now for the first European Business Forum on Vocational Training dedicated to « Challenges and trends in skills and career development of the European workforce. »
At the seminar Companies´approaches to skills development of both adult workers and young people will be reviewed.
Here are the 5 workshops of the Forum
Setting targets for competence development – how do companies identify skills needs
– How can good market information acquired by companies be shared with education and training providers to address immediate and future skills needs?
– What are the advantages of companies cooperating with competitors and small businesses in networks (or other fora e.g. skills councils) which address skills concerns?
– How can enterprise-education partnership and cooperation be improved to meet future skills requirements?
– What steps can be taken at EU level to ensure better fit between the skills needs of businesses and education/training provision?
The use of training in competence development – which strategies companies adopt
– Will the trend for competence development over hiring new talent continue?
– Why does formal training generally constitute the smallest percentage of competence development? Is this the most effective approach?
– Are large companies best placed to provide technical training internally or can external providers develop technical training to meet the needs of large enterprises?
– What are the main advantages and drawbacks of the identification and nursing of talent?
– How can fruitful partnerships between stakeholders be established in order to create more effective formal learning for competence development and innovation?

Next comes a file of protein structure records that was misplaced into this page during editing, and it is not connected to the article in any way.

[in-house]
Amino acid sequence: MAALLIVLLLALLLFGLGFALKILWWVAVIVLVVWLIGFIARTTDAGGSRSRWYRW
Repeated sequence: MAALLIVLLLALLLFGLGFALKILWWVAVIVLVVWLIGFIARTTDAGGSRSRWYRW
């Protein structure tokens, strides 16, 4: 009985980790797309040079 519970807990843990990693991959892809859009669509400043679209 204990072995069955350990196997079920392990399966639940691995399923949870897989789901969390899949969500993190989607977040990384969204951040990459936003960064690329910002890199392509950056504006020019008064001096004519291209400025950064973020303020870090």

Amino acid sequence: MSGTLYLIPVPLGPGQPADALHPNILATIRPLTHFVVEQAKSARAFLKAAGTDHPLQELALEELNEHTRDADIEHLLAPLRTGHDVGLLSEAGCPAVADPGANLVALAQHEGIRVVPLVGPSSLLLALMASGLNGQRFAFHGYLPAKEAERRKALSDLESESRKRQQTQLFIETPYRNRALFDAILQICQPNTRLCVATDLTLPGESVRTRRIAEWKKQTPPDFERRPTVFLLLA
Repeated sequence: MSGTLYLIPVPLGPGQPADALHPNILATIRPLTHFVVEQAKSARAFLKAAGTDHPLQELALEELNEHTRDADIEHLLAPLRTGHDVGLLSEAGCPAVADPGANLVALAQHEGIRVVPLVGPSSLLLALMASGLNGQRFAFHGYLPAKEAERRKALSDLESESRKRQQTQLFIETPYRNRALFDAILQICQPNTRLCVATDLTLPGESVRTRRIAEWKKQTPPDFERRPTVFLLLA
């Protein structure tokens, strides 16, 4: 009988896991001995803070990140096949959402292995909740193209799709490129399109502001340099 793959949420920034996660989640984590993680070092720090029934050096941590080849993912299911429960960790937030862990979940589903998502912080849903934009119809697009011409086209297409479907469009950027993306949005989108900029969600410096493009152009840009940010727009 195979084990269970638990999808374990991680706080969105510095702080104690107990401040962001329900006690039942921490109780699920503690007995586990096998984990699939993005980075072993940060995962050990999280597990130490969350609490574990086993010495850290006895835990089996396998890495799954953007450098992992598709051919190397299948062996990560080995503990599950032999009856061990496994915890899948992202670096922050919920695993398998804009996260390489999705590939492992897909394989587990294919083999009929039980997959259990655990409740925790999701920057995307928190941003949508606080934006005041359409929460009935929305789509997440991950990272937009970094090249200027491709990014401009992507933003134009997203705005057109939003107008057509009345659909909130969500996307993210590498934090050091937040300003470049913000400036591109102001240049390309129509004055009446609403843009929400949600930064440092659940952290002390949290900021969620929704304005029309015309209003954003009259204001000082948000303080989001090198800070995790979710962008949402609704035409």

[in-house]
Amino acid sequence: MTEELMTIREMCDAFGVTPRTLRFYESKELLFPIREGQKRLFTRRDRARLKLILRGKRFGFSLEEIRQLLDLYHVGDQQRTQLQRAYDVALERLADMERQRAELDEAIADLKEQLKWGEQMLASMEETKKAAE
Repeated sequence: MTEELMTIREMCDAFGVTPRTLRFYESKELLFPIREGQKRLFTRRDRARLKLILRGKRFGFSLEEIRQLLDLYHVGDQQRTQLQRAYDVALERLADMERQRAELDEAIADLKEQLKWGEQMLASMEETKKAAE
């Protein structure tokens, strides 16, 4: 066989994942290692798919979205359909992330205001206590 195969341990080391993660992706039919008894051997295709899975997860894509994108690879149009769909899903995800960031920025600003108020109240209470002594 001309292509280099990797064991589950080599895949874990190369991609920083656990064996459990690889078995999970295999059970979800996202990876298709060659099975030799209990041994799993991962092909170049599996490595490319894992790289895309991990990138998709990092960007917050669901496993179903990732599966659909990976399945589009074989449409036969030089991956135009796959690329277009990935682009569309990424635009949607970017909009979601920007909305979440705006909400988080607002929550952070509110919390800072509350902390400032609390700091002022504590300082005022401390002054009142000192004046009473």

– What could be the role of ICT-supported learning, including the use of social media?
– What can be the role of EU?
The use of work-based learning for competence development
– Which types of skills are best dealt with in work-based learning? Why?
– Do people really learn by doing – or do they just reinvent the wheel or develop sub-optimal solutions?
– To what extent is the focus on work-based learning fueled by the economic crisis and the need to cut costs?
– What are the most important challenges associated with a competence development strategy focused on work-based learning?
– How can the HR department best support that work-based learning is effective?
– How can work-based learning be improved by the use of ICT?
– How can work-based learning be improved through cooperation with partners outside the company? Which partners? What type of cooperation?
– What can be the role of EU?
Role of companies in promoting youth employment
– What are the challenges for companies concerning transnational placements of own apprentices? And for companies considering taking on a foreign apprentice for a placement?
– How do economic incentives affect companies’ willingness to take on apprentices?
– Which factors prevent companies from taking on apprentices?
– Which are the most important challenges in the cooperation between companies and vocational schools on apprenticeships?
– What can companies do to improve the situation concerning apprenticeships?
– What can schools do?
– How best to overcome the paradoxes related to supply and demands of apprenticeship places
– Which financial incentives should be available?
– What support is needed for in-company trainers?
– What can be the role of the EU?
Role of the EU in supporting vocational education and training
– How to strengthen the engagement of companies in EU actions? What are the critical factors, the ‘to-do’ and ‘not-to-do’ aspects?
– What do companies gain from taking part in activities such as Sector Skills Alliances and under what conditions do the benefits out-weigh the costs? Examples?
– What do companies gain from hosting mobile trainees and what conditions are needed for these benefits to be felt?
– What communication channels would be most effective to reach companies and convince them to engage in international learning mobility?